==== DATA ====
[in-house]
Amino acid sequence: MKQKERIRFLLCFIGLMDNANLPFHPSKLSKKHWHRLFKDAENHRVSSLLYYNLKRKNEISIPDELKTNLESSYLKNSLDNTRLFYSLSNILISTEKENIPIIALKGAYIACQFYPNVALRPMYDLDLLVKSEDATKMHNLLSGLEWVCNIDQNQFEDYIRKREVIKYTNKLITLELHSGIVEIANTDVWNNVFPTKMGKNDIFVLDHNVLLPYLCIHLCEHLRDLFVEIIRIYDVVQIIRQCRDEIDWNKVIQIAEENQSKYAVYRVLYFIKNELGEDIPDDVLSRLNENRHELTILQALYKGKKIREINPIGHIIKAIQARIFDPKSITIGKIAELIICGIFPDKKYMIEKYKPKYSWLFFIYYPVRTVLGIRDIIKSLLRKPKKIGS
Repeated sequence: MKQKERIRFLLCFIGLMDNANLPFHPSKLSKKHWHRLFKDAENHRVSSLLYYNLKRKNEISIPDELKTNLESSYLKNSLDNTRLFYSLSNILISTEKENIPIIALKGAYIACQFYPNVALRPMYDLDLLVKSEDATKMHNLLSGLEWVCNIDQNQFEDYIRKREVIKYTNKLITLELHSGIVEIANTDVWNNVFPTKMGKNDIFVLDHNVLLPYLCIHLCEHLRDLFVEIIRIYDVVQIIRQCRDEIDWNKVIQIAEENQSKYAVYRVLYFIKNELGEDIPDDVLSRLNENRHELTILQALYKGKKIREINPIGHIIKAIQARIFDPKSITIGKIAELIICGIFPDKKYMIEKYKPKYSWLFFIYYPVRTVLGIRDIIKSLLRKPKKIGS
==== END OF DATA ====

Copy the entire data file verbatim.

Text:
[in-house]
Amino acid sequence: MKQKERIRFLLCFIGLMDNANLPFHPSKLSKKHWHRLFKDAENHRVSSLLYYNLKRKNEISIPDELKTNLESSYLKNSLDNTRLFYSLSNILISTEKENIPIIALKGAYIACQFYPNVALRPMYDLDLLVKSEDATKMHNLLSGLEWVCNIDQNQFEDYIRKREVIKYTNKLITLELHSGIVEIANTDVWNNVFPTKMGKNDIFVLDHNVLLPYLCIHLCEHLRDLFVEIIRIYDVVQIIRQCRDEIDWNKVIQIAEENQSKYAVYRVLYFIKNELGEDIPDDVLSRLNENRHELTILQALYKGKKIREINPIGHIIKAIQARIFDPKSITIGKIAELIICGIFPDKKYMIEKYKPKYSWLFFIYYPVRTVLGIRDIIKSLLRKPKKIGS
Repeated sequence: MKQKERIRFLLCFIGLMDNANLPFHPSKLSKKHWHRLFKDAENHRVSSLLYYNLKRKNEISIPDELKTNLESSYLKNSLDNTRLFYSLSNILISTEKENIPIIALKGAYIACQFYPNVALRPMYDLDLLVKSEDATKMHNLLSGLEWVCNIDQNQFEDYIRKREVIKYTNKLITLELHSGIVEIANTDVWNNVFPTKMGKNDIFVLDHNVLLPYLCIHLCEHLRDLFVEIIRIYDVVQIIRQCRDEIDWNKVIQIAEENQSKYAVYRVLYFIKNELGEDIPDDVLSRLNENRHELTILQALYKGKKIREINPIGHIIKAIQARIFDPKSITIGKIAELIICGIFPDKKYMIEKYKPKYSWLFFIYYPVRTVLGIRDIIKSLLRKPKKIGS